Thursday, April 18, 2013

Unittesting Without Patching

Python has the power to override any attribute on any module or class, but just because you can doesn't mean you should. This is true in regular code, but just as true of unittests. Many testing libraries (mock, Twisted's trial, py.test) provide facilities for overriding some piece of global state; you can also do so manually. Occasionally these facilities prove invaluable, but often they are used unnecessarily. Better alternatives are available.

Before I explain why patching is problematic, let's look at an example. Consider the following module:

import os

def exit_with_result(function):
    result = function()
    if result:
        os._exit(0)
    else:
        os._exit(1)

On the face of it patching is necessary to test this example. The tests would look something like this:

import unittest
import os

from exitersketch import exit_with_result


class ExiterTests(unittest.TestCase):
    def setUp(self):
        self.exited = None
        self.originalExit = os._exit
        os._exit = self.fakeExit

    def fakeExit(self, code=0):
        self.exited = code

    def tearDown(self):
        os._exit = self.originalExit

    def test_exiter_success(self):
        exit_with_result(lambda: True)
        self.assertEqual(self.exited, 0)

    def test_exiter_failure(self):
        exit_with_result(lambda: False)
        self.assertEqual(self.exited, 1)


if __name__ == '__main__':
    unittest.main()

Having seen patching, and seen that it works as a testing technique, why should we avoid it?

  1. Patching is fragile. If the example above changed import os to from os import _exit, the patching would need to be modified. However, if you forgot to modify the patching, unexpected code will run. In this case, your test run will mysterious exit half way through. If the function you are attempting to patch is more destructive, worse things may happen: credit cards may get charged, data may get deleted, etc..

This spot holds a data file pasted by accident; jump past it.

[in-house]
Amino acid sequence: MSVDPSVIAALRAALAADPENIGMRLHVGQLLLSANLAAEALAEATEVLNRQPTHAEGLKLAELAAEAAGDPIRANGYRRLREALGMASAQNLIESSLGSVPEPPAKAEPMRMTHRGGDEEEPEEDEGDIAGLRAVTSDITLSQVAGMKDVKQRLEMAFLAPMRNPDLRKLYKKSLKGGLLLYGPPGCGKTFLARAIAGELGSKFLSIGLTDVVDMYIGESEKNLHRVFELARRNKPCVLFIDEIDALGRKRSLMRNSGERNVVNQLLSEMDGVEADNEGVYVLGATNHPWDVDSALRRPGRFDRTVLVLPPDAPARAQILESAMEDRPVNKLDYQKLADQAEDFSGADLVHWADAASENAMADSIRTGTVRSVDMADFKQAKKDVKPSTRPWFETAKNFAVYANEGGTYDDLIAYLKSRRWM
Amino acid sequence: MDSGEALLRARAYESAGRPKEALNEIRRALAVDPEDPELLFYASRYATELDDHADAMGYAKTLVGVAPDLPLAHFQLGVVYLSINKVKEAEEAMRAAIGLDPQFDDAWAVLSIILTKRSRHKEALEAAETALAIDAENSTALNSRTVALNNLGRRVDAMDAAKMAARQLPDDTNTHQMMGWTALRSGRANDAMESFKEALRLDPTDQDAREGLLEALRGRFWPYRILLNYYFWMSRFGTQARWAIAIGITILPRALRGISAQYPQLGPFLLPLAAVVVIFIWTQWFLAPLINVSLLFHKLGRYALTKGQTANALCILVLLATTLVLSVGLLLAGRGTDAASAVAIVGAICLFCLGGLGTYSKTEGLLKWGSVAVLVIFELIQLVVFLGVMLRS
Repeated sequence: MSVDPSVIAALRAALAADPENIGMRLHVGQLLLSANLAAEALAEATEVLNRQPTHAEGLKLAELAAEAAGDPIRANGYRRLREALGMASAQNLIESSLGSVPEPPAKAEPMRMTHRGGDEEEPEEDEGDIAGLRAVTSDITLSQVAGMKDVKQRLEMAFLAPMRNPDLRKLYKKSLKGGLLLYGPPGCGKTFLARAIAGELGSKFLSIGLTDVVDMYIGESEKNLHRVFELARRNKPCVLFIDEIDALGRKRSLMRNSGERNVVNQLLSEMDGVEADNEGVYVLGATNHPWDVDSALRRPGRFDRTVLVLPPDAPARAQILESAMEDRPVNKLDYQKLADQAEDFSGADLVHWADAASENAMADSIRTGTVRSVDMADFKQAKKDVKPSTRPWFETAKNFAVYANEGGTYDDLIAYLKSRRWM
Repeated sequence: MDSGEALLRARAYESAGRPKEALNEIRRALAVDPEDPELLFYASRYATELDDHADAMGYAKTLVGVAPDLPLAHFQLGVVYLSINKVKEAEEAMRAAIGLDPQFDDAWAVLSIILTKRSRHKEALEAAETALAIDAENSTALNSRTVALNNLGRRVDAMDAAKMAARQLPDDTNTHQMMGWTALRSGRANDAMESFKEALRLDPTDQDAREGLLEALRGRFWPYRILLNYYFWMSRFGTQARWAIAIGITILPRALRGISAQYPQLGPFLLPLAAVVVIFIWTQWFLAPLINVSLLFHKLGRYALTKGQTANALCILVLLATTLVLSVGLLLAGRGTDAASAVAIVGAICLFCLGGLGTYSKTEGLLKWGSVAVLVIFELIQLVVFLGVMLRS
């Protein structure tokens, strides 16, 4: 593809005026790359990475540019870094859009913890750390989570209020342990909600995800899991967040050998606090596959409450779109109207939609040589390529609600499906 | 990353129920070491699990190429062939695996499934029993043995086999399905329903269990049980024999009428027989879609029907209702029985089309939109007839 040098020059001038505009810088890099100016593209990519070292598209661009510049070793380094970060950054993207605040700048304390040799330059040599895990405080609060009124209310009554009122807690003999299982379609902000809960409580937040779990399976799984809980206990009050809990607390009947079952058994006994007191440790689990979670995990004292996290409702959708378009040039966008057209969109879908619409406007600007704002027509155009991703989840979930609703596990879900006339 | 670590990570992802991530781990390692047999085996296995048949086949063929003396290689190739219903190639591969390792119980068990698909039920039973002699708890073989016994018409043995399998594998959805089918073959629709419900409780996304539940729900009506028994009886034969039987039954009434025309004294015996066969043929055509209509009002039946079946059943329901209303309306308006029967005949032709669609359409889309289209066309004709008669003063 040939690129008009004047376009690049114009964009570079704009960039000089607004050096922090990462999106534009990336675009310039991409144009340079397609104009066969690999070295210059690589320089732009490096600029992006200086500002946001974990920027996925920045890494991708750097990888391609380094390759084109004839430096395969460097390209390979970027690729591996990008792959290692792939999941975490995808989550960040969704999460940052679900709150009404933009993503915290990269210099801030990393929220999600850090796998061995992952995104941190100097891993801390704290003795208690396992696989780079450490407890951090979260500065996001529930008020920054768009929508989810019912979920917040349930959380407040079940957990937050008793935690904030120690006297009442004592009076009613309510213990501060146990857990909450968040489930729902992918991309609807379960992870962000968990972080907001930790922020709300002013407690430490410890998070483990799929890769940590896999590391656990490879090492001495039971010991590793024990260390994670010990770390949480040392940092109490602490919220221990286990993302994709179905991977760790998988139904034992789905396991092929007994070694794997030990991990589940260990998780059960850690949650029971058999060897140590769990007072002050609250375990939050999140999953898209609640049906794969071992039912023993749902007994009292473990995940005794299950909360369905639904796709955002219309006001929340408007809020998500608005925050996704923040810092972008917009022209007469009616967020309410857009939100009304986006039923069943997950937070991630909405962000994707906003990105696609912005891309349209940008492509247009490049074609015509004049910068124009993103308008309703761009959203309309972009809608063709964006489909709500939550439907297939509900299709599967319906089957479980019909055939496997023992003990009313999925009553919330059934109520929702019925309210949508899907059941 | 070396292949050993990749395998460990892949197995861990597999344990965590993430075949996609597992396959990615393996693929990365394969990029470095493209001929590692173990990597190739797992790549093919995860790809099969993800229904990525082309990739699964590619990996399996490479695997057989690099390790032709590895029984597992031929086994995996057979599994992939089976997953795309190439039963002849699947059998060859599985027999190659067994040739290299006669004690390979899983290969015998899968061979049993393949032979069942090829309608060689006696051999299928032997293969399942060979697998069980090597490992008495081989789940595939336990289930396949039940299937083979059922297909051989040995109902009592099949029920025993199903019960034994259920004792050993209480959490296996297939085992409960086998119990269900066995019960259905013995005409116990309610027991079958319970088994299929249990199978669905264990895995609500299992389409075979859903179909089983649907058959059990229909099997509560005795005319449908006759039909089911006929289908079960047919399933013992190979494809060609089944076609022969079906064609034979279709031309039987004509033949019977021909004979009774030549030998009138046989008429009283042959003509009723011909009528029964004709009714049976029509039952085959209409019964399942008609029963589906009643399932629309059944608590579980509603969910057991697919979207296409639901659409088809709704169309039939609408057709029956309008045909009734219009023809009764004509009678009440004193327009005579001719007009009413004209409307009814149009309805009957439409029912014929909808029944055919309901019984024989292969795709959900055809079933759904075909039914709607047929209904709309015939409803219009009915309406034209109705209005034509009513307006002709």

2. Patching leads to unexpected behaviour. Because patching is a global change, the patched code may be called not just by the function being tested, but by code it is calling which happens to use the same patched code.
  3. Patching indicates bad design. Code code should be designed to be easily testable. Having to modify global state suggests that the code is not as modular as one might hope.

How to avoid patching? Parameterization, aka dependency injection. We refactor the code to accept the _exit function as a parameter. Notice the the public API has not changed:

import os

class _API(object):
    def __init__(self, exit):
        self.exit = exit

    def exit_with_result(self, function):
        result = function()
        if result:
            self.exit()
        else:
            self.exit(1)


_api = _API(os._exit)
exit_with_result = _api.exit_with_result

Our tests can now test both that _API.exit_with_result class has the correct behavior in general, and that the public exit_with_result is going to call os._exit in particular.

import unittest
import os

from exiter import _api, _API, exit_with_result


class ExiterTests(unittest.TestCase):